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Queen Elizabeth I

Elizabeth's Personality and Image

Elizabeth's Early Reign

A "Virgin Queen"?

After the turbulent and short reigns of Edward VI and Mary I, the length and prosperity of Elizabeth's reign came somewhat as a surprise. Her 45-year reign, earning her the title "the Great", was not merely the result of chance, but the result of her strong will, intelligence, popularity with the people, and personal character. By the end of her reign, especially after the defeat of the supposedly invincible Spanish Armada, Elizabeth began to be held in almost supernatural awe throughout Europe, and to her own subjects she became a sort of secular saint. As she became older, Elizabeth increasingly transformed herself into a national symbol. With her majestic dress and bearing and her renowned intelligence, she represented the splendor and power of England.

Elizabeth had an erect posture and very pale skin, which people said practically glowed. Her aquiline nose and reddish-gold hair reminded everyone of her father, Henry VIII, fondly remembered as a strong and decisive leader of the nation. She had extremely long, slender hands and fingers. Her eye-color is not definitively known, but from portraits they appear to have been brown, or golden-brown. In old age, her voice was reported as high and shrill. Elizabeth was also an expert horsewoman, who loved to ride her horse at a gallop, frightening everyone (including Master of the Horse Robert Dudley) with her equestrian antics. She mastered the art of appearing stately and regal when it mattered, but in private, she moved and walked quickly. Her obsession with dancing was famous, and she enjoyed watching dancers as much as she liked to dance herself. She loved fine clothing and jewelry, and her attire was the height of glamour and fashion in the period.

The Queen was not just for show, however. She had both natural talent and a willingness to study and deliberate. She was always cautious in foreign affairs, preferring in most cases to wait and see what happened, and decide what to do at the last moment. This patience often gave England an advantage over European nations led by more hotheaded rulers.

Elizabeth's fear of committing to action in foreign affairs, particularly her aversion to any and all war, was largely a product of her childhood, in which she had often witnessed the high costs of failure in politics. Extraordinarily stingy for a woman so wealthy, she believed wars expensive, and peace cheap. She came off as high-strung and nervous, which was not surprising, for England was in a very bad international position at the time. With no clear successor to follow her, France and Spain were both jockeying for control of England after her death. Thus, Elizabeth hesitated to intervene when Mary of Guise was overthrown, despite Cecil's council. Also, when Mary Queen of Scots was beheaded, Elizabeth recognized the need for her opponent's death, but wished it could have been carried out through a quieter method like poisoning.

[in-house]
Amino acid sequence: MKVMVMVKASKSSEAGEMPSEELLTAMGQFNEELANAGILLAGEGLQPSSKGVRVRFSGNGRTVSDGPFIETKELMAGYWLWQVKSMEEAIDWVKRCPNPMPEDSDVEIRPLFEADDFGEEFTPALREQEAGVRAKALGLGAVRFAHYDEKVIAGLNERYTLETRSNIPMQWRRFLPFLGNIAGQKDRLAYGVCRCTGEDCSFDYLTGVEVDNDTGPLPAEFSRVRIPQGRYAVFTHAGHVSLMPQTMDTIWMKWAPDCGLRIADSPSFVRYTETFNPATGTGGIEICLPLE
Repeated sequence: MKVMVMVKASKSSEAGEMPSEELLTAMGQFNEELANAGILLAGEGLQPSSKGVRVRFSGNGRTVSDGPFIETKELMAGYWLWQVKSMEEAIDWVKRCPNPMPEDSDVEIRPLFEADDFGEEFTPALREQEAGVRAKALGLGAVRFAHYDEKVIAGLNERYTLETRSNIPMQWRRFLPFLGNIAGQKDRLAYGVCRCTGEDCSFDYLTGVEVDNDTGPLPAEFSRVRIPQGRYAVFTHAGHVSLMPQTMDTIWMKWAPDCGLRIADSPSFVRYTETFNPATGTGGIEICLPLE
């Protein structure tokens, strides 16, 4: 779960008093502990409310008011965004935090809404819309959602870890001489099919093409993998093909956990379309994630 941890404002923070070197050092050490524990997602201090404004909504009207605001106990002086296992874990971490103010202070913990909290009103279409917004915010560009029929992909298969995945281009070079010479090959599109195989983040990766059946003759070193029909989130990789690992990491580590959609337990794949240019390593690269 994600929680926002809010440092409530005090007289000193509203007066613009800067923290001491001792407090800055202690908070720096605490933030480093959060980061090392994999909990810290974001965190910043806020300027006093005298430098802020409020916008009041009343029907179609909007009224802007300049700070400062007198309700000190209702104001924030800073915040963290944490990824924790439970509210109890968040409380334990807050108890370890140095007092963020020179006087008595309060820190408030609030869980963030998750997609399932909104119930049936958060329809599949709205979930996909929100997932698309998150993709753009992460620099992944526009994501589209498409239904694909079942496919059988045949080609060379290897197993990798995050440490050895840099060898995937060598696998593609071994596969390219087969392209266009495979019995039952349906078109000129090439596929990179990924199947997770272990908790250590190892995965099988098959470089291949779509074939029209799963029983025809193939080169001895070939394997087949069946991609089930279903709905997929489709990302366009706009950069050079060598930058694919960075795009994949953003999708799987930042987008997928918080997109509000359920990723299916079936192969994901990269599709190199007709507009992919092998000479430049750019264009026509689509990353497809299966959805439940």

Elizabeth was similarly guarded on issues of religion, always preferring compromise to definitive actions. Thus although she wished the English clergy to be celibate, because she knew this went against the Protestant view she did not challenge the English clergy's practice of marrying. Regarding communion and the great Protestant-Catholic spiritual debates of the Reformation, over which so many people were killing each other, Elizabeth refrained from comment, saying, "Some think one thing, some another, and only God can say whose judgment is best."

Like many famous historical people, Elizabeth is the subject of several myths. One story claims that she went more or less bald after age 30. This is untrue. Certainly she was fond of wearing wigs, especially as her hair grayed, but nearly everyone wore wigs at that time, as it was the fashion. Another humorous story, this one true, revolves around her hatred of bad smells. Toilets in the day were fairly disgusting and unsanitary affairs, and Elizabeth suffered them the same as everyone else until an inventor friend of hers designed and built one of the earliest "water-closets" for her at her Richmond palace. Also, it is often reported that in her old age, Elizabeth became spiteful and treated married women with cruelty; although the truth of this is contested, one can certainly speculate that Elizabeth did not like it when the men she was trying to manipulate married other women instead; perhaps she did bear ill will against these women.

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